Be afraid, Prime Minister, very afraid. According to The Australian
's Greg Sheridan, the Abbott government is "bracing" for another wave of damaging revelations about Australian espionage from documents leaked by former National Security Agency contractor Edward Snowden. The details are sketchy, but this time our snooping on China, as well as Indonesia, is expected to come under scrutiny.
There were more revelations today
on sharing data: the Defence Signals Directorate offered to share information about ordinary Australians with overseas spy agencies. Each new Snowden bombshell heightens debate about the rights and wrongs of reporting on the secretive world of surveillance.
In North America, the discourse is getting so fierce that Glenn Greenwald, the former Guardian
reporter who has broken some of the biggest NSA stories, published a lengthy blog post
yesterday responding to his critics. Greenwald argues there is a growing number of commentators who "evince zero interest" in the substance of the spying revelations, but "are instead obsessed with spending their time personally attacking the journalists, whistleblowers and other messengers who enable the world to know about what is being done".
In Australia a bevy of conservative commentators have played this role, with former ABC director Janet Albrechtsen calling on
ABC managing director Mark Scott to resign over the broadcaster's partnership with The Guardian
on Indonesian spying stories. Albrechtsen alleged the leak's timing was "highly political", was "designed to damage Tony Abbott" and "showed a blatant political preference" -- even though this argument had been debunked a week earlier. The Guardian
insists its Australian team only received the documents days before publishing their stories, as did the ABC.
As Greenwald shows in his post, criticism of reporters and media outlets covering the Snowden leaks can be seen around the world. The latest example is the argument that Greenwald -- who left The Guardian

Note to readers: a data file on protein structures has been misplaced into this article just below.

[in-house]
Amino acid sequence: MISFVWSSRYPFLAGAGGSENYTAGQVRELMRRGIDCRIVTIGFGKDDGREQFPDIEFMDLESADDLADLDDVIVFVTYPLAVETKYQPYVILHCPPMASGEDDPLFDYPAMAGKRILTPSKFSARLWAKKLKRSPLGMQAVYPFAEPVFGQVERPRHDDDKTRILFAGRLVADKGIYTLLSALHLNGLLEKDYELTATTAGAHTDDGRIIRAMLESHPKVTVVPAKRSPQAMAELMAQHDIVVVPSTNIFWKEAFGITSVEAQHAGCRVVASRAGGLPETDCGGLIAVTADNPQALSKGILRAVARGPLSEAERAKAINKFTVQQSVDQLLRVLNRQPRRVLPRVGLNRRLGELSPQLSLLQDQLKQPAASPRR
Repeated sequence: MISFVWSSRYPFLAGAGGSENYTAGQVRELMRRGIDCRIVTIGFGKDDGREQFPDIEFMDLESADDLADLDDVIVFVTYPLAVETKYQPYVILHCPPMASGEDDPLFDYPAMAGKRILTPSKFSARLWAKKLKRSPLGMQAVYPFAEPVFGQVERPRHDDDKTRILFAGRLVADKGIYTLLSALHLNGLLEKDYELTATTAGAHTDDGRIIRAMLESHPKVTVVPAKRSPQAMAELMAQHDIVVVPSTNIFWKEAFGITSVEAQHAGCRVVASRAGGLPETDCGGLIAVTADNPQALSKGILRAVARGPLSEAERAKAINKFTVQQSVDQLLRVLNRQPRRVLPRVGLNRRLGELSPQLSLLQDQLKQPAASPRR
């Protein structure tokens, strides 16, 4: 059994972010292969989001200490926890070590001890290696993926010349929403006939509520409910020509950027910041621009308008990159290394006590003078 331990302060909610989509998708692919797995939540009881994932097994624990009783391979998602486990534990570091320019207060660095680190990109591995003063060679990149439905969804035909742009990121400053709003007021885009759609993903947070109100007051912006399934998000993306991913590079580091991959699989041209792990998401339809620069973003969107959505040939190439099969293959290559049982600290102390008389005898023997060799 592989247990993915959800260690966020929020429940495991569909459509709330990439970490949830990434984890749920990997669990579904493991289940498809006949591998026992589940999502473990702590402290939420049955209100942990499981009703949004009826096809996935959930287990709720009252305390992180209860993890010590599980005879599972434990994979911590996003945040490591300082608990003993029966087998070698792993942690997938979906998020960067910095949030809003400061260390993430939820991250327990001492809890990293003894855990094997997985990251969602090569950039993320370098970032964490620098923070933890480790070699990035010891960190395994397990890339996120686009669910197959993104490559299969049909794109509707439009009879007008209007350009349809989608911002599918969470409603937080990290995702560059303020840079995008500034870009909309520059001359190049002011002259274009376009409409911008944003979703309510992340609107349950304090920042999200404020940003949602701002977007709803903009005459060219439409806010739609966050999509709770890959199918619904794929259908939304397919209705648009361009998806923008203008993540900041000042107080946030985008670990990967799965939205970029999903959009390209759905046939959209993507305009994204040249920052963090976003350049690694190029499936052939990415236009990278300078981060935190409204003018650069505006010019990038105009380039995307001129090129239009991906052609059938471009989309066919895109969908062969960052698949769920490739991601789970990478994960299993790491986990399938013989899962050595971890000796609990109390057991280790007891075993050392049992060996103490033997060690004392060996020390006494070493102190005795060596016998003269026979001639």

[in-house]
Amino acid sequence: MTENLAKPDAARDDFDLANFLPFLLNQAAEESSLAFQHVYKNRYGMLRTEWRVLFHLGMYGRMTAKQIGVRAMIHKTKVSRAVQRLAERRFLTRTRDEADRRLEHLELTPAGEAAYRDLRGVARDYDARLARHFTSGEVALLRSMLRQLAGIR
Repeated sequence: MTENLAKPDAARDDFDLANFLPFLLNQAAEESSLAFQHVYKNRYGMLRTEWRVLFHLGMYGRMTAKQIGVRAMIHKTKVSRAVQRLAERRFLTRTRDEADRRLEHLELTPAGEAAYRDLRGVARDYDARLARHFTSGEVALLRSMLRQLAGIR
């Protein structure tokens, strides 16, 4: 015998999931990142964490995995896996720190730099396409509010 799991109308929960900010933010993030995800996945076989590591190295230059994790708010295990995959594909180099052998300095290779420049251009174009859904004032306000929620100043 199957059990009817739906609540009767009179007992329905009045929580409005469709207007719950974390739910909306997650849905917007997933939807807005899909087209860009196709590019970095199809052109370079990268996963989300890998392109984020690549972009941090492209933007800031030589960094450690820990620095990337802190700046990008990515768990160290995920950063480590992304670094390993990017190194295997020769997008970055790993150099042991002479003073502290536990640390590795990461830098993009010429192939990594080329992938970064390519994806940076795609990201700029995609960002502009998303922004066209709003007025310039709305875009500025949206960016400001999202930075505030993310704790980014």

to establish a new website backed by eBay founder Pierre Omidyar -- is "profiteering" from the leaks. In Canada, commentators have attacked the national broadcaster CBC for paying Greenwald for a collaboration on Snowden stories. Greenwald argues this line of thinking is especially pernicious, and not just because investigative journalists publishing classified information have always been paid for their work. In the US "buying and selling" state secrets, as opposed to reporting them, can land you in jail.
Amid all the noise about the Snowden leaks, its worth going back to basics on how they became public.
Snowden initially shared his cache of documents with four journalists: Greenwald, video journalist Laura Poitras (who will work on his new website), Guardian
reporter Ewan MacAskill and The Washington Post'
s Barton Gellman. Gellman was brought on board to "tie in" Washington with the leak.
Today, the only reporters with access to the complete Snowden stockpile are Greenwald and Poitras. Until their new website is launched, they are operating as freelance journalists, teaming up with media outlets around the world -- including Der Spiegel
and The Huffington Post
-- to publish their stories. But other media outlets are also ploughing their way through hundreds of thousands of documents.
has the biggest collection of documents. They are currently being sifted and sorted by the site's US team because of the protections offered by the US constitution's first amendment on free speech. The Guardian
estimates it has published stories on less than 1% of the documents it has in its possession. The paper has also shared 50,000 documents with The New York Times
and non-profit site ProPublica
to share the reporting load and create maximum impact.
With so many top-secret documents still to be analysed, there is one certainty: some of the biggest Snowden stories are yet to come.